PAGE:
At Model Hospital in Nepal's capital Kathmandu, two dozen patients are crowded into what would normally be the first floor reception area.
Nurses are racing about. Patients lying on worn, dirty mats on the floor are hooked up to IVs. One man, Loknatch Subedi, is sprawled out on a stretcher, his feet bandaged, one leg propped up on an old pillow.
"I'm getting better," he says.
On Saturday, he and his wife were riding on a scooter when the 7.8-magnitude earthquake struck. He was hit by a flying brick from a wall they were passing. The scooter crashed.
"My wife was able to drag me away, just before the wall collapsed," he says. "It would have killed us."
Subedi needs surgery. The hospital has him waiting, parked in this tight hallway. Doctors are hoping to open a temporary operating room on Wednesday.
Dr. Kovid Nepal is the surgical resident at the hospital. He says the third and fourth floors of the hospital, which house the operating room and intensive care unit, were damaged. Engineers have inspected them, and he says there's no danger of the building collapsing. But most patients are afraid of going upstairs, especially with all the aftershocks.
"So most of the work has been going on in the ground floor," Nepal says. "And patients, as you can see, basically living on the floors, we're admitting them on the floors."
This is one of at least a half-dozen hospitals in Kathmandu that are completely overwhelmed right now, as the death toll from Saturday's 7.8-magnitude earthquake has exceeded 5,000.
As rescue crews try to get to Nepalese villages still cut off by the quake, medical teams in Kathmandu are struggling to deal with the wounded.
You see the wounded lying out in the open, or under tents outside waiting for care. Even before the quake, Nepal's infrastructure was strained.
At Model, three days after the quake, there are more than 150 patients being treated in a hospital that can only handle 125.
A 52-year-old woman is rushed by on a stretcher bound for the improvised emergency room. The suffering is all around.
The doctor explains that a wall collapsed over her. She has back injuries and abdominal pain, and the hospital staff has just resuscitated her.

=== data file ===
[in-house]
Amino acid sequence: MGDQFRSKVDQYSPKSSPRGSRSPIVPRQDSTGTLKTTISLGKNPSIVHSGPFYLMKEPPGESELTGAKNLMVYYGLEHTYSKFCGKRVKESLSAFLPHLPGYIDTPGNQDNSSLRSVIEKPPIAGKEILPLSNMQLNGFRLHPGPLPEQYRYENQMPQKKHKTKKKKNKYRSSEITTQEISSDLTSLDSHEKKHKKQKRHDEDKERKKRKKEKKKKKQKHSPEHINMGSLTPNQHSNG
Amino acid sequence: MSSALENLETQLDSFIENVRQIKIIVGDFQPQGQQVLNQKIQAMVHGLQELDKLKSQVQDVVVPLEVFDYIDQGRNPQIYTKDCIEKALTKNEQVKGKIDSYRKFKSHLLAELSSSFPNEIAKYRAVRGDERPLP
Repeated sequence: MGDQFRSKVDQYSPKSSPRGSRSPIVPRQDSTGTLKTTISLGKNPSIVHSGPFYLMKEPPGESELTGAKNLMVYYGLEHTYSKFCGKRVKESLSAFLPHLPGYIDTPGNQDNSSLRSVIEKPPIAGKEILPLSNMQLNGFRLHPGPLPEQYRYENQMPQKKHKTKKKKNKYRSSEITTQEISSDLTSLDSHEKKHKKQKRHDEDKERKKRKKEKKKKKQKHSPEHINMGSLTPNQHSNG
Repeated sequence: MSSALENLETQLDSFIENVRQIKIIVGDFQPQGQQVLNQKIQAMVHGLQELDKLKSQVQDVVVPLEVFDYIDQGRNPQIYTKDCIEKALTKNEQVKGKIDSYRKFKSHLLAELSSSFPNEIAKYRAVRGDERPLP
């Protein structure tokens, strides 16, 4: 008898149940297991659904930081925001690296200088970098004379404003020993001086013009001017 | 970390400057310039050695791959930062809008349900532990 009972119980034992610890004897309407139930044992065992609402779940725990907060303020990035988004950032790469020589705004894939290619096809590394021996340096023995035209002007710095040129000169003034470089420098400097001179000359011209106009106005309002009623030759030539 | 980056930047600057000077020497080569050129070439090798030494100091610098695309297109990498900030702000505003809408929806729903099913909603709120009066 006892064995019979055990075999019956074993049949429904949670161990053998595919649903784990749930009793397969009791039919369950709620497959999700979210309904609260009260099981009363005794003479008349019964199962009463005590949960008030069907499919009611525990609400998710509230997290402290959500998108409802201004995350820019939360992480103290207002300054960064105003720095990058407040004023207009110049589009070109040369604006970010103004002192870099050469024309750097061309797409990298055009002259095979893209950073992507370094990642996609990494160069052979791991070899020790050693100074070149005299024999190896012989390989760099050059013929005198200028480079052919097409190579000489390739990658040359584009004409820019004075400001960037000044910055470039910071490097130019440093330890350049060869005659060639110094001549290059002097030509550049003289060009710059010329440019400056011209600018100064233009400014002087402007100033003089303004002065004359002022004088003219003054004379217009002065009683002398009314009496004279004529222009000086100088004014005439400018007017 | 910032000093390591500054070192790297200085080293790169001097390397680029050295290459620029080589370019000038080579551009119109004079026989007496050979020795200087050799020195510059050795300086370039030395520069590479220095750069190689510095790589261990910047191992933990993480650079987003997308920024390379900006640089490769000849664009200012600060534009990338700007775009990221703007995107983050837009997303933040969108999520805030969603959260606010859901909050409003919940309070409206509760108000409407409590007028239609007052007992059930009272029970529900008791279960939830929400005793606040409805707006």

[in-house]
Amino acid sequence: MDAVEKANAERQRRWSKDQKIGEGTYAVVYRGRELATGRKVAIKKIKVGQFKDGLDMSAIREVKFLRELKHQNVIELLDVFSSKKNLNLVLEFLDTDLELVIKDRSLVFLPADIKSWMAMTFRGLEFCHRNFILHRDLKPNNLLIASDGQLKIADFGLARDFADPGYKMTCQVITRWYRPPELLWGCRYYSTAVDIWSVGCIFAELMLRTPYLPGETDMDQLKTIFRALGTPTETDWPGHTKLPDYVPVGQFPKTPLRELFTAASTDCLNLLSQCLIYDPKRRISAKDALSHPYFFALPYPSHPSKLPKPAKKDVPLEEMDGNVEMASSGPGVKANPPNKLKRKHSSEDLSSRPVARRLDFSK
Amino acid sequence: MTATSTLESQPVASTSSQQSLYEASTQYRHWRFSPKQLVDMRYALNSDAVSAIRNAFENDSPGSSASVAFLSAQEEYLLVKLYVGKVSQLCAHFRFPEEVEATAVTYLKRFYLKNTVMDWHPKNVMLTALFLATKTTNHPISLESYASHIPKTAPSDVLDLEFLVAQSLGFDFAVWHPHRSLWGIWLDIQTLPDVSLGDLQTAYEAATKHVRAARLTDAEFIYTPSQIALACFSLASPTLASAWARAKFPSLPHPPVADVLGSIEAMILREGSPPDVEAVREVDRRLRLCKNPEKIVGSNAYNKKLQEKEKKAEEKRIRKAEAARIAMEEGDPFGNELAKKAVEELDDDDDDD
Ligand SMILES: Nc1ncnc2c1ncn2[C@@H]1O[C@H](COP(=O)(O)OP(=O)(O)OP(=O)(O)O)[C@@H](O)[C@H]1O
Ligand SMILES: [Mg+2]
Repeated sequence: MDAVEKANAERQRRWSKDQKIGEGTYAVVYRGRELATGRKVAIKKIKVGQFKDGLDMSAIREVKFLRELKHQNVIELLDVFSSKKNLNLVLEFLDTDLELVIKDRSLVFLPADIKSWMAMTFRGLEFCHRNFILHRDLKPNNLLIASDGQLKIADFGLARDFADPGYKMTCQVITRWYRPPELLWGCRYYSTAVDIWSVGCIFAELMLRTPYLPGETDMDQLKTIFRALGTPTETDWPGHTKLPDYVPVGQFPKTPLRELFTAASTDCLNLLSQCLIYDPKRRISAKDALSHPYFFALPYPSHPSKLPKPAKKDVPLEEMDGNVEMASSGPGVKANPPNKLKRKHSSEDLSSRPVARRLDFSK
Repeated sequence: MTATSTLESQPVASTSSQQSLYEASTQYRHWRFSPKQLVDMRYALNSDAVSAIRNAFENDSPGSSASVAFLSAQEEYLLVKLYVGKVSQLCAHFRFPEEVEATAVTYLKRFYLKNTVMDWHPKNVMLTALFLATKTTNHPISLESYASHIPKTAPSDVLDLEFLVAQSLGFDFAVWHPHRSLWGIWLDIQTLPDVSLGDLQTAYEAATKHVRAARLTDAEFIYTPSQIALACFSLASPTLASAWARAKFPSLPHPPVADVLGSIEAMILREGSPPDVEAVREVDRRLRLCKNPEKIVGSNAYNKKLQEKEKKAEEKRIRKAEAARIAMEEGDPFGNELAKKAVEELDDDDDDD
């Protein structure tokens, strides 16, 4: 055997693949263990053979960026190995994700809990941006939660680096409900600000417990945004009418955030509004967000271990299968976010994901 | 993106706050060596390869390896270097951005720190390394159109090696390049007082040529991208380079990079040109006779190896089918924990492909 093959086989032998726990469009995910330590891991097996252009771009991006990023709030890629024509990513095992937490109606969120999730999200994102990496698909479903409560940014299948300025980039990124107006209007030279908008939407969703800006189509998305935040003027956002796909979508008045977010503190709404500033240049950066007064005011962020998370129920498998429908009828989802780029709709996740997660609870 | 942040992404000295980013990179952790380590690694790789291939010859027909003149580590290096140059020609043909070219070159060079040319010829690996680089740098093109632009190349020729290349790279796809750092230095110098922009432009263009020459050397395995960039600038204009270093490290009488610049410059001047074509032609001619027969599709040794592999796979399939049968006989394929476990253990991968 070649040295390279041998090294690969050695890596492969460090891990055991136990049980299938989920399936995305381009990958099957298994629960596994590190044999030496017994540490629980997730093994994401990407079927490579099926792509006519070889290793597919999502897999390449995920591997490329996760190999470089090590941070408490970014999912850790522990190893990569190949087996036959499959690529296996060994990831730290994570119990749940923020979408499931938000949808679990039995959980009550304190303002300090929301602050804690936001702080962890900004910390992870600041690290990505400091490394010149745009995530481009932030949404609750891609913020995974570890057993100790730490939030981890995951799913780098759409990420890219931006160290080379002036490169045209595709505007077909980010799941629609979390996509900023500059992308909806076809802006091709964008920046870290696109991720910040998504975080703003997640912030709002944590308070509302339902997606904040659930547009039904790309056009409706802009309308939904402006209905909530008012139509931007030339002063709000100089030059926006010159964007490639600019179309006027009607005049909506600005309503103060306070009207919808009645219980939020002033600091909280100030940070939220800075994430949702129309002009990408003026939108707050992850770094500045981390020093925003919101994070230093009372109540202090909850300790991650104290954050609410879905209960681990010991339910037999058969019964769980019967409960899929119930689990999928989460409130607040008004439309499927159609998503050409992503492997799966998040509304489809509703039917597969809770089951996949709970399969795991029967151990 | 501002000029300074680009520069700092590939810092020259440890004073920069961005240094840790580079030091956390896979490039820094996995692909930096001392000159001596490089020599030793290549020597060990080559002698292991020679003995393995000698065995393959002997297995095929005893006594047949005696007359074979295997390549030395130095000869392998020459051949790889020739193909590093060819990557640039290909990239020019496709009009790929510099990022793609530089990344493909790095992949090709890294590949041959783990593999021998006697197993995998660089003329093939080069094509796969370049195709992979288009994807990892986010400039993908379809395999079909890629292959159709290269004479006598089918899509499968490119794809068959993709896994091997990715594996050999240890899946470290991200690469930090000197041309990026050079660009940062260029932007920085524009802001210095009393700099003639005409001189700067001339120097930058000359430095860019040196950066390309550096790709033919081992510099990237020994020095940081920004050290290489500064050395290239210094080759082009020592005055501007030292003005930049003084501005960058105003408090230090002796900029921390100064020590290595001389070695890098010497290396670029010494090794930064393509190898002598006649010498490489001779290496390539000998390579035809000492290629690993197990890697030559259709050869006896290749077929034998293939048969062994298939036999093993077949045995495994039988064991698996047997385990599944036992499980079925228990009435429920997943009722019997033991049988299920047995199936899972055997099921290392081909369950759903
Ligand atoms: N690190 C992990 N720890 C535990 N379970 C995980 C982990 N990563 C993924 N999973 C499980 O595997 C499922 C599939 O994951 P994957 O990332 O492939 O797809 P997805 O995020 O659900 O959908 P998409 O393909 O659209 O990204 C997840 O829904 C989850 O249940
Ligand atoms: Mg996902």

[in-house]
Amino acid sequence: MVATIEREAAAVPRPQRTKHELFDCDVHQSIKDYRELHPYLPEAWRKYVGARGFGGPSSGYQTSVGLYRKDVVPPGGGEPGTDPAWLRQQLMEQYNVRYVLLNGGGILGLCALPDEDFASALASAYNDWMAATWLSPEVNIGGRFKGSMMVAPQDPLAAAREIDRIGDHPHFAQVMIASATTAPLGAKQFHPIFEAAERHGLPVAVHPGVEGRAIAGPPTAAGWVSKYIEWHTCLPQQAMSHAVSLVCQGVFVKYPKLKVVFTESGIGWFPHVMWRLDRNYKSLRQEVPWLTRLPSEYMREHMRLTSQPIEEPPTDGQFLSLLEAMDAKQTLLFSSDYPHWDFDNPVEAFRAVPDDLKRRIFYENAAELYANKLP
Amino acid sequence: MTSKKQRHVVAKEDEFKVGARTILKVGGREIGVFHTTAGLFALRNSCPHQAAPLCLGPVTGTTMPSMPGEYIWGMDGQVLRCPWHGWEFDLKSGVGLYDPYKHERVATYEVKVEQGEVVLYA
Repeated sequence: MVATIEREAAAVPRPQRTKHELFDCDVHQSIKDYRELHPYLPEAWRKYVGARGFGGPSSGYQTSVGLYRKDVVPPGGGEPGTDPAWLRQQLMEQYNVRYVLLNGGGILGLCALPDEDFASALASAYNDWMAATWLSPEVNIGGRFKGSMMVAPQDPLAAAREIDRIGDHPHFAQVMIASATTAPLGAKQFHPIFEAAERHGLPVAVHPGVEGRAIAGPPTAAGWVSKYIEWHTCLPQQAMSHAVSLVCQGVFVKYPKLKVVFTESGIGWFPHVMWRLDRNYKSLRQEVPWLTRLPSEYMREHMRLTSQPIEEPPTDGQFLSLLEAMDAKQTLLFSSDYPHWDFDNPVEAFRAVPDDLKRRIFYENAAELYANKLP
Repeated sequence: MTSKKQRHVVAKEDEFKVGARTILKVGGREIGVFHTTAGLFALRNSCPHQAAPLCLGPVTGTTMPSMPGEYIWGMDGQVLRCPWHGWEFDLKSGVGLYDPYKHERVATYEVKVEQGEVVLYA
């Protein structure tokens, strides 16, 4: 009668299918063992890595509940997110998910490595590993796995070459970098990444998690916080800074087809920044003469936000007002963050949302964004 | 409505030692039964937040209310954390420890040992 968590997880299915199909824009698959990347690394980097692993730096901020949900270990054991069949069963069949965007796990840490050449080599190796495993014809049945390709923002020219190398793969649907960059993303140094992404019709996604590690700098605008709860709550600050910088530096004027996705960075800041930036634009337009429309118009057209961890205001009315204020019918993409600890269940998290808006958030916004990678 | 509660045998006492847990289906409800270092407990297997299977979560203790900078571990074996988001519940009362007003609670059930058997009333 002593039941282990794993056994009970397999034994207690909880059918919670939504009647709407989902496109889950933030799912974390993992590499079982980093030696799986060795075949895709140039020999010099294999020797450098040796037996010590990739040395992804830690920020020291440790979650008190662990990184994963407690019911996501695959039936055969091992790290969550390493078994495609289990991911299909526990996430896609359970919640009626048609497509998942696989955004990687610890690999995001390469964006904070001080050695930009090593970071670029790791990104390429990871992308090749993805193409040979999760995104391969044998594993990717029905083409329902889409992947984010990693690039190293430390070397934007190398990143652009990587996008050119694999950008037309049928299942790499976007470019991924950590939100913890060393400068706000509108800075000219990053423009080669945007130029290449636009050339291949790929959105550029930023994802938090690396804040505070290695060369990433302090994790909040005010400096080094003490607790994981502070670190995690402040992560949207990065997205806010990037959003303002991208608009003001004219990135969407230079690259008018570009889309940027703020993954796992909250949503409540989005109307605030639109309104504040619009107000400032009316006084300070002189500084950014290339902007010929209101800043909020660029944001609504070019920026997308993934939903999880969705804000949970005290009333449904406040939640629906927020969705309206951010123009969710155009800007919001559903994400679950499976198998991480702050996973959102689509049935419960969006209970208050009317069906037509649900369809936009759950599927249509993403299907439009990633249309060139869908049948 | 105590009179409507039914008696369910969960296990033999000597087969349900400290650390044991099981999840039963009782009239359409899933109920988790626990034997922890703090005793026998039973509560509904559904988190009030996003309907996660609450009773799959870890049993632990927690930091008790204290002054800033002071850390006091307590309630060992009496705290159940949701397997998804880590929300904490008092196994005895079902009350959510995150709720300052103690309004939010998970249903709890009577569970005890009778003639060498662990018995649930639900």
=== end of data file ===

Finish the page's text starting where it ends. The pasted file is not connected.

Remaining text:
The staff is exhausted. Dr. Nepal says they've worked mostly nonstop since Saturday, stealing away for rest here or there. Right now, home for him is under a tarp in one of the many tent cities that have popped up around Kathmandu. He says the doctors are doing the best they can to cope.
"We are trying to rotate, because the first day was much more hectic, but since then we are trying to rotate the doctors so they can be more effective," he says.
But all of these strategies are overshadowed by bigger problems. This hospital is running out of food and is in desperate need of medical supplies like sutures and orthopedic implants. Hospitals in Kathmandu are also expecting to see even more patients. Aid has been slow to get to some of the hardest hit areas in remote villages close to the quake's epicenter.
Aid workers say this is becoming a public health crisis of massive proportion. A short walk from the Model Hospital, Ranjit Acharya stands under a shelter helping Nepalese volunteers coordinate and distribute supplies to areas he says the government hasn't yet reached.
"We are talking about more than a million people who are out of homes," he says. "Nothing is there with them. They are just outside, under the sun, under the rain.
Rebuilding is a long way out, Acharya says. What this country needs most right now is money, he adds, because they're just trying to survive these next few weeks.
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